Black or African American charges of race discrimination easily outnumber others, but which race has the second-highest numkber?
Kevin McKenzie/The Commercial Appeal
MEMPHIS — A University of Memphis police officer, who is accusing the university of racial discrimination and retaliating against him, has filed a lawsuit against the university.
John G. Hudgens is white. The university police supervisors he accuses of discriminating against him are black.
Nationwide, about 80% of workplace racial discrimination charges filed for 2016 with the U.S. Equal Employment Opportunity Commission were based on complaints by blacks or African Americans.
Yet white-race charges were the second-most frequent, making up about 12% of all race discrimination complaints filed for that year, statistics provided by the EEOC show.
‘We can expect to see more of these’
As the Trump administration’s Justice Department seeks to sue schools that discriminate against white or Asian students in college admissions, the political climate may encourage more charges of what has been called “reverse discrimination.”
“I think in general the takeaway is that we can expect to see more of these under the Trump administration,” said Aliya Saperstein, an associate professor of sociology at Stanford University.
“The president has signaled that he is open to people making these kinds of claims and that his administration is going to take them seriously,” said Saperstein, who in 2013, published a study with Damon Maryl, an assistant professor of sociology at Colby College, called “When white people report racial discrimination: The role of region, religion and politics.”
Black on white police discrimination?
Hudgens, a University of Memphis police officer for five years with more than 30 years as a Memphis Police Department officer under his belt, first filed a discrimination complaint the week after Trump’s election in November. His federal lawsuit was filed Aug. 15 in Memphis.
In the lawsuit, Hudgens contends that a black lieutenant on the university force made racially insensitive comments and that the lieutenant and a black sergeant retaliated against him and other white employees by denying overtime and other actions.
The retaliation was triggered after he participated in a complaint filed by another officer who claimed gender and racial discrimination, Hudgens claims.
An attorney representing Hudgens and a spokeswoman for the university declined to comment on the pending lawsuit.
What is reverse discrimination
“Reverse discrimination” is a term that spread with a landmark 1978 U.S. Supreme Court case on affirmative action involving Allan Bakke, a white University of California medical school applicant. According to the Encyclopaedia Britannica, the court invalidated the use of racial quotas but said race could be considered in admissions.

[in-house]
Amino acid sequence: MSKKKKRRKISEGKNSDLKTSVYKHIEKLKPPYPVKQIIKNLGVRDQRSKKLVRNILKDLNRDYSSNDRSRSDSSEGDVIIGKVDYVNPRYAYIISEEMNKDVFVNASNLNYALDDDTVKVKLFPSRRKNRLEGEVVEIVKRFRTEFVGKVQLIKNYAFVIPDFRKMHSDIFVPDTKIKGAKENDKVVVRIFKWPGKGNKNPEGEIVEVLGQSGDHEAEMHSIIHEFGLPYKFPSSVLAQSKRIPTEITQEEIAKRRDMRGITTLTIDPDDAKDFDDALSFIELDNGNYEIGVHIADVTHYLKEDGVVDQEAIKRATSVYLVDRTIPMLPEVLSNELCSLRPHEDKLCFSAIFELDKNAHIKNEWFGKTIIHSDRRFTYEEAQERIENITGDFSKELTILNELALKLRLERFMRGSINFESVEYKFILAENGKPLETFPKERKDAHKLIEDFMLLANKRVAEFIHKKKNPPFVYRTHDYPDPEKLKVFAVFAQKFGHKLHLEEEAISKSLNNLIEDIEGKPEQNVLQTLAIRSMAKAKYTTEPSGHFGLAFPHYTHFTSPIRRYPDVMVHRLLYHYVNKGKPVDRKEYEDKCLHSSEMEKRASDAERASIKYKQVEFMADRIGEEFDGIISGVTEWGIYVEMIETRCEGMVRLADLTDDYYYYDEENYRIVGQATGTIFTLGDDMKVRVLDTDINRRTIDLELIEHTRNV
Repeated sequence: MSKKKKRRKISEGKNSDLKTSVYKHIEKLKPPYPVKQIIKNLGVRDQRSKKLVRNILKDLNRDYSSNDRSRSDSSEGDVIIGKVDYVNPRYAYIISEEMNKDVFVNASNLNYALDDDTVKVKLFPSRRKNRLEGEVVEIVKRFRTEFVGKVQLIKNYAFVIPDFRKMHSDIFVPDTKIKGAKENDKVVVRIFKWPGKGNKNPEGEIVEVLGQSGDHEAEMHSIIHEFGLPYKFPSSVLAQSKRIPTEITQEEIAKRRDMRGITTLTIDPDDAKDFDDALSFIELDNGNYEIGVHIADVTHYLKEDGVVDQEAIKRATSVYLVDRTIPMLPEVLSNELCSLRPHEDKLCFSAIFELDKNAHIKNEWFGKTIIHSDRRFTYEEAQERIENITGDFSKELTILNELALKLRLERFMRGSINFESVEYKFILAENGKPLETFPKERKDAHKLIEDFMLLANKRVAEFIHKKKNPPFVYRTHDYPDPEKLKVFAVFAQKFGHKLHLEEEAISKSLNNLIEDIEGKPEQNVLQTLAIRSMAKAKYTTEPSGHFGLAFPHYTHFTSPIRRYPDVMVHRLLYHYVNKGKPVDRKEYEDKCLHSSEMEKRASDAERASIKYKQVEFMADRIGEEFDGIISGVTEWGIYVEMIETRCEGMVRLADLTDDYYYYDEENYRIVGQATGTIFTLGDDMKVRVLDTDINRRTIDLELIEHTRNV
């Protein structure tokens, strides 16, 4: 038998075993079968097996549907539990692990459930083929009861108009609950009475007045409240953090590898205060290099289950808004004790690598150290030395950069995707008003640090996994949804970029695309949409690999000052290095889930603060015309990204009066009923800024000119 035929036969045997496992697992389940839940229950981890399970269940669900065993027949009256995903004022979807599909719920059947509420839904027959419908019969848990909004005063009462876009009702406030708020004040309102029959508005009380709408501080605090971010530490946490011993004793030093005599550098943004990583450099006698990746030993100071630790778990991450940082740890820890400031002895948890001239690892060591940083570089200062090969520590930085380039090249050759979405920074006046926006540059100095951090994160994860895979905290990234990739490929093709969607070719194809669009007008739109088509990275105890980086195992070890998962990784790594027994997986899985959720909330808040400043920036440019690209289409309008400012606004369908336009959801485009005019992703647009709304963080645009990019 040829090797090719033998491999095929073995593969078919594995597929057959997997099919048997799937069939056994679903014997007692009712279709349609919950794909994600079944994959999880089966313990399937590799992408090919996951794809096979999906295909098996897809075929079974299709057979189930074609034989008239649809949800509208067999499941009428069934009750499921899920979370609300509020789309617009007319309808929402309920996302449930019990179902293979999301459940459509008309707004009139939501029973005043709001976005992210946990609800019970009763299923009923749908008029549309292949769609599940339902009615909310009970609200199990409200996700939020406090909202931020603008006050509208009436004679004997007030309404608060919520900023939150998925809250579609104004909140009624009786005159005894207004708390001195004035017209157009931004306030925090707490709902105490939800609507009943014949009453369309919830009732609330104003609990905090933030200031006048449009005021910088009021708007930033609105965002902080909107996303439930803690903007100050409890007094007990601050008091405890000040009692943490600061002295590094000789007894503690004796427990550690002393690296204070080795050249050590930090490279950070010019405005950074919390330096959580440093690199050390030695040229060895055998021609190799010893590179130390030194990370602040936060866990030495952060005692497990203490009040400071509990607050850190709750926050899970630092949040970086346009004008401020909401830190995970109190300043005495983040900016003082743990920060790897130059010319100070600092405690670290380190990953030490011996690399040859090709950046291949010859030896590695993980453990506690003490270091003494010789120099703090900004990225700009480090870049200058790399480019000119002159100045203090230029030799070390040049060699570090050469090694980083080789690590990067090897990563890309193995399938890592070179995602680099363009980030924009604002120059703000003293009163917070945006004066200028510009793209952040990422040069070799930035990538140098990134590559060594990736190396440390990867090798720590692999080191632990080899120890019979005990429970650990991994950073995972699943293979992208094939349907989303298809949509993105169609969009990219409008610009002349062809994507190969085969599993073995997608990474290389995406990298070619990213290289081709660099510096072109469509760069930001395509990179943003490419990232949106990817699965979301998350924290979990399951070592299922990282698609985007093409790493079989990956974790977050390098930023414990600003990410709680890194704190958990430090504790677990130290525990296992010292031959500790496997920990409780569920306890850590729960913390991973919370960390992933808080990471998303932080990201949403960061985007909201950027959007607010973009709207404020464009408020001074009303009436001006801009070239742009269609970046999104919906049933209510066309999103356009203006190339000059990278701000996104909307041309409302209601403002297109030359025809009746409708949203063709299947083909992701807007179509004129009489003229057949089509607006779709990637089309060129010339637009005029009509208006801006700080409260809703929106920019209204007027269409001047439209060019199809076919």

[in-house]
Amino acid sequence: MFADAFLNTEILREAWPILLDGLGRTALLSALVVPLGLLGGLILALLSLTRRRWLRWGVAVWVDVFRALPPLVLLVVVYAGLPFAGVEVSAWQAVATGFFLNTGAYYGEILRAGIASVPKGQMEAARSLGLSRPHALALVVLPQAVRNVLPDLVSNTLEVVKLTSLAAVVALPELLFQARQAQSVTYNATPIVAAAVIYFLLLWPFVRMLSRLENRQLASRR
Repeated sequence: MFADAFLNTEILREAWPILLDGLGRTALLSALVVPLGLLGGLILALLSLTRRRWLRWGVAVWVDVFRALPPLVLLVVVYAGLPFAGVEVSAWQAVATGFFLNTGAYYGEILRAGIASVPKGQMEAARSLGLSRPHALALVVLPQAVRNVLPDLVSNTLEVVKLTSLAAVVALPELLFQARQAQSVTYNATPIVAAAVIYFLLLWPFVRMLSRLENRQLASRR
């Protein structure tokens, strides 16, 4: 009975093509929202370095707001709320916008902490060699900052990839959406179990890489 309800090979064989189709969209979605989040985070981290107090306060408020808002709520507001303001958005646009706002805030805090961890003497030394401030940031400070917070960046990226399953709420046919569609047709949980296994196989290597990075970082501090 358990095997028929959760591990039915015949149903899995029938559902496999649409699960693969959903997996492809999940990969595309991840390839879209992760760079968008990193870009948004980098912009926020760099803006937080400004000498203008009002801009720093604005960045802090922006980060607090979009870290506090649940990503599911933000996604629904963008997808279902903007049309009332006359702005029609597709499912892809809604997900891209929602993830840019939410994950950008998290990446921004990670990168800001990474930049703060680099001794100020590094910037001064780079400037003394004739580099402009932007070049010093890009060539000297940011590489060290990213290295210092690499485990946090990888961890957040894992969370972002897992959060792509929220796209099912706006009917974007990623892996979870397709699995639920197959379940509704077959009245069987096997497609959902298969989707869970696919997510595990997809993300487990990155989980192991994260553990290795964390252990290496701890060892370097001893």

The EEOC provides examples of “reverse discrimination” such as the $20,000 settlement in 2009 for a white hostess at a Jack in the Box restaurant in Nashville. She complained that black co-workers harassed her with racial epithets and insulted her about being pregnant with a mixed-race child.
In 1996, Joseph Ray Terry, a white EEOC attorney in Memphis, successfully sued the agency for race and gender discrimination. Terry won six-figure sums for back pay and attorney fees and a promotion to deputy general counsel at EEOC headquarters.
Emerging perceptions of anti-white bias
While former president Barack Obama was in office, an increasing number of studies showed that many white people felt that anti-white bias was a bigger problem than anti-black bias, Saperstein said.
Researchers Michael Norton and Samuel Sommers summed up that perception with a 2011 article: “Whites See Racism as a Zero-Sum Game That They Are Now Losing.”
For Saperstein and Mayrl’s study, they looked at data from 2003-2006, when George W. Bush was president. They found reverse discrimination lawsuits were more frequent than during the Obama administration, Saperstein said.
Then, 11% of Southern whites reported being victims of racial discrimination, compared with 6% outside the South. The study cited other research that placed the share of white Americans who reported experiencing racial discrimination as high as 38%.
Who is most likely to perceive discrimination?
The Saperstein and Mayrl study found that among white Southerners, evangelical Protestants are more likely to report experiencing racial discrimination.
Outside of the South, political affiliation trumped religion. White Republicans were more likely to report racial discrimination.
“The way we interpreted the findings about evangelical churches in the South and the Republican Party outside of the South is that those are likely contexts where people are hearing the message, are sort of learning to perceive their situations as the result of racial discrimination,” Saperstein said.
Follow Kevin McKenzie on Twitter: @KMcknz
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